By Jonathan Farrow of the Thoughtful Pharaoh
With this post, rising-ape.com is now caught up with my website, thoughfulpharaoh. From now on, I will be posting articles simultaneously on both sites, on Wednesdays.
Thanks to everyone for following along and as always, if there is a topic you have in mind, don’t hesitate to leave a comment below.
And now for this week’s article: exomoons.
There are 8 planets in our Solar System (sorry Pluto). Most of these planets have companions that follow them around, like obedient pets and criminal records. The total count of these moons is 181. We are all quite familiar with the big shiny one that orbits Earth (that may or may not be made of cheese), but what many people don’t know is the sheer number of other moons that exist in our Solar system.
Just like planets, these moons come in all different shapes and sizes. S/2009 S1 is only 400m across and orbits in one of Saturn’s rings, making it the very smallest moon. Ganymede, the solar system’s largest moon, measures in at about 5300km across, almost half the size of earth.
One of the biggest findings to come from the Kepler mission is that most of the stars in the galaxy have planets. In other words, our solar system isn’t unique. That means our Solar System probably isn’t the only whose planets have moons. If our system, with 22 times more moons than planets, is any indication, there are a lot of moons to find.
This presents two immediate problems: firstly, why should we want to find them? Secondly, how do we go about finding them?
Why find an exomoon?
The same thing that makes seawater rise and fall twice a day, tidal forces, can heat up a moon. Tides are a result of the fact that the strength of the force of gravity is related to the distance between two objects. On Earth, the water on the side close to the moon gets pulled out towards the moon stronger than the water on the other side, this creates bulges of water that move around as the earth spins: tides.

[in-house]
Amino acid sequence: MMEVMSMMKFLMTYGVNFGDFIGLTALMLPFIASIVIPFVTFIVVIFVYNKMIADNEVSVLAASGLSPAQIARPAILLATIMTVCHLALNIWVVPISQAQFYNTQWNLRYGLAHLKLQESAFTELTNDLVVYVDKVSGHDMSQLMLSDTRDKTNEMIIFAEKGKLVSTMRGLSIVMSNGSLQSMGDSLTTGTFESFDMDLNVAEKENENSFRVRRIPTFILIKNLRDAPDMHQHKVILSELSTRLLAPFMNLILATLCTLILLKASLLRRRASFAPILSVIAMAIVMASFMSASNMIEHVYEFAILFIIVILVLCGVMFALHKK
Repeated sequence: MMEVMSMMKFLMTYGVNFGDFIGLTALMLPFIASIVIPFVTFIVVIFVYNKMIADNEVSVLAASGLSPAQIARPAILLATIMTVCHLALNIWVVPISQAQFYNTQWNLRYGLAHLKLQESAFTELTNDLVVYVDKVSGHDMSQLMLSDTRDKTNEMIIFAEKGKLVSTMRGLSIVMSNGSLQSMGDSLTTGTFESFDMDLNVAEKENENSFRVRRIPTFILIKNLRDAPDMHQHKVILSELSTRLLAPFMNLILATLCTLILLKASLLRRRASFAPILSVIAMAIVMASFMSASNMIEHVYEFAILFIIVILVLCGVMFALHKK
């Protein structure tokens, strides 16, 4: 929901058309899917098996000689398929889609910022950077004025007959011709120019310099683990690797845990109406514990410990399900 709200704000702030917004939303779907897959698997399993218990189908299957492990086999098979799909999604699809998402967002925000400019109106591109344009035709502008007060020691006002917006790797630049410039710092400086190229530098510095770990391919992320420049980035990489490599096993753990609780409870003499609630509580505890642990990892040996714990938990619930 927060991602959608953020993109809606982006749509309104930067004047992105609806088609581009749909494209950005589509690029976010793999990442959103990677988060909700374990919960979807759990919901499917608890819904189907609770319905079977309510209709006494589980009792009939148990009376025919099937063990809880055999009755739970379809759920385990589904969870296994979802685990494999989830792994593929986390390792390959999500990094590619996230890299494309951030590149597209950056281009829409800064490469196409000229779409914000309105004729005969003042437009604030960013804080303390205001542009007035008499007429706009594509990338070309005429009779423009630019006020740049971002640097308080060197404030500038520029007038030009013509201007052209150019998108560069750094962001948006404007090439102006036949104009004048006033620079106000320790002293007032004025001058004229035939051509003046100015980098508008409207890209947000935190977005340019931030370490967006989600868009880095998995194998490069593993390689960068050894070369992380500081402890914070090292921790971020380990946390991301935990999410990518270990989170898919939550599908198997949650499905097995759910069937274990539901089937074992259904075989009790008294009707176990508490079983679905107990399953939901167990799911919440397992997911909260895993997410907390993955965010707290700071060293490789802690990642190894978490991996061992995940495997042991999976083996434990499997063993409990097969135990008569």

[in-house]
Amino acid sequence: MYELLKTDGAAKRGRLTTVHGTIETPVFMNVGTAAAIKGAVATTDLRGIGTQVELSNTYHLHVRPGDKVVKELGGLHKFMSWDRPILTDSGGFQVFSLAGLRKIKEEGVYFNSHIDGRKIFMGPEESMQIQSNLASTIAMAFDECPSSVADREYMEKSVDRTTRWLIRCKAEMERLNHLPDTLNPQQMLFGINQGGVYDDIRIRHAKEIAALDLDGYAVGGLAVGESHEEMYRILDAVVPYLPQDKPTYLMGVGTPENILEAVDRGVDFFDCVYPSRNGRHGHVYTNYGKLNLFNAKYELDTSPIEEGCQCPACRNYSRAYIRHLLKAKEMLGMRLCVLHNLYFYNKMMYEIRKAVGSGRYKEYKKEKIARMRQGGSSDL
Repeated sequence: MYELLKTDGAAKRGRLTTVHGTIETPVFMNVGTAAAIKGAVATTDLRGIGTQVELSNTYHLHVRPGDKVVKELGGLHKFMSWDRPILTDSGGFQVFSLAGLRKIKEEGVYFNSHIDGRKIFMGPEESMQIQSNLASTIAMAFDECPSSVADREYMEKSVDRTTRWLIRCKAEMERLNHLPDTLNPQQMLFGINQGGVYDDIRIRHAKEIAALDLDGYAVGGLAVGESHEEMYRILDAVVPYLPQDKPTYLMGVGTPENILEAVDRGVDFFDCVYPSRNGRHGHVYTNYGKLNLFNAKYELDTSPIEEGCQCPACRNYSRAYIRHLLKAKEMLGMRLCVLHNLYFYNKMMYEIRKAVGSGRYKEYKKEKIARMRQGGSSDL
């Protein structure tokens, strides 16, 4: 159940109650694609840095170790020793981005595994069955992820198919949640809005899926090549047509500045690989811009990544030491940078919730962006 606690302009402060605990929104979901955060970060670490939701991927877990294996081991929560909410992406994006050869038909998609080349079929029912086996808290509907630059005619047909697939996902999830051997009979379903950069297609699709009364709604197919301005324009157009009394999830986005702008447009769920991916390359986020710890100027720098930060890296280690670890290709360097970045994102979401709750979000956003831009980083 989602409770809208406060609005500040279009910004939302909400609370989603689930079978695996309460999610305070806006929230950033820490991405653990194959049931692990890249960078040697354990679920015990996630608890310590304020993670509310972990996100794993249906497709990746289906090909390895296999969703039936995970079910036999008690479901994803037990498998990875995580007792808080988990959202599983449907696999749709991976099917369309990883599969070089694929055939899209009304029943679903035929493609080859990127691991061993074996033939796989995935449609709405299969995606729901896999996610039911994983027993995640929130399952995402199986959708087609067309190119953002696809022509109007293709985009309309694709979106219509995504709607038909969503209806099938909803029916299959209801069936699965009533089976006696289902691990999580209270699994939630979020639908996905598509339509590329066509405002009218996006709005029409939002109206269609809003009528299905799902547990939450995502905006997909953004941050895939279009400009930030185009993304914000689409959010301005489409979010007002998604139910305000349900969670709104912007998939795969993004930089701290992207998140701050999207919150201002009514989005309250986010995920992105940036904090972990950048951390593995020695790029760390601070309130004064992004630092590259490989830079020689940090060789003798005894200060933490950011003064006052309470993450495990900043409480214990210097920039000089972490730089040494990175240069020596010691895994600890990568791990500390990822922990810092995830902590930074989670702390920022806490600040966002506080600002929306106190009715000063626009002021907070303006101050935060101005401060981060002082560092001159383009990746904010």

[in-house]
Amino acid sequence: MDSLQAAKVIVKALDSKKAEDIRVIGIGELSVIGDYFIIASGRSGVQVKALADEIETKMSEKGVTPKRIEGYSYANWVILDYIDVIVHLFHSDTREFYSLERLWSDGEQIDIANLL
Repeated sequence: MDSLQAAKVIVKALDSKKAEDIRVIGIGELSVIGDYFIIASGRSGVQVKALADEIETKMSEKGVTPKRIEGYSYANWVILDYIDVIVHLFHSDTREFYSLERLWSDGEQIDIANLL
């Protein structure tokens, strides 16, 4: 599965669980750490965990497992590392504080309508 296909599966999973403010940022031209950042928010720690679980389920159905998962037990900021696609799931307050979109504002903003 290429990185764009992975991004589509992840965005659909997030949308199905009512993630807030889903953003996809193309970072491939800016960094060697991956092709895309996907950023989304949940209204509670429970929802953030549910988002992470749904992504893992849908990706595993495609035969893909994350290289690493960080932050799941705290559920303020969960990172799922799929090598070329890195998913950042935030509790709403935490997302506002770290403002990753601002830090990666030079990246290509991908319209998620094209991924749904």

The Earth is too small and our moon is too far away for much more than sea level change to happen, but Io, one of Jupiter’s moons, has over 400 active volcanoes caused by extreme tides from the gravity of its host planet Jupiter. In this case, it’s not just bulges of water that are created, but bulges in the crust of the moon itself. This creates an immense amount of friction and heat. Europa, another moon of Jupiter, gets enough energy to keep a planet-wide ocean of water liquid under its icy crust. Some people think Europa might be habitable, even though it is so far away from the Sun.
If there are moons here in our Solar System that can be habitable at Jupiter-like distances, there could be moons in other systems that orbit planets much closer, at Earth- or Mars-like distances. Some people, like Rene Heller at McMaster University’s Origins Institute (a fine institution, if I do say so mystelf *full disclosure: I did my undergrad there*), think exomoons might be our best shot for finding habitable places in the galaxy simply because of their abundance relative to planets (remember, there are 22 times more moons in our system than planets).
How to find an exomoon
This is the tricky part. It was hard enough finding exoplanets. Finding a transiting exoplanet is often compared to looking for the effect of a mosquito passing in front of a car’s headlight. In that analogy, finding an exomoon would be like finding out how many legs it has. No easy task.
It’s not impossible, though. Moons do have effects on their planets and if we look carefully enough, we can find them.
One way to find exomoons in transit data takes advantage of the fact that, viewed edge-on, a moon will appear more often at the edges of its orbit.
If you capture many transits over time, you can begin to see these wingtips in the transit data.
The grayscale bar in the image above represents the average effect of a moon orbiting a planet. What astronomers can look for in the transit data is a preliminary dip (1) that starts off severe then levels off, followed by the regular planetary transit (2), followed by another characteristic dip (3) as the other wingtip passes in front of the star.
This method only works if you have a lot of data, but luckily Kepler was operational for four years and gathered just the right kind of data.
So now the search will begin. Who will find the first exomoon? And what if it turns out to be “no moon” at all?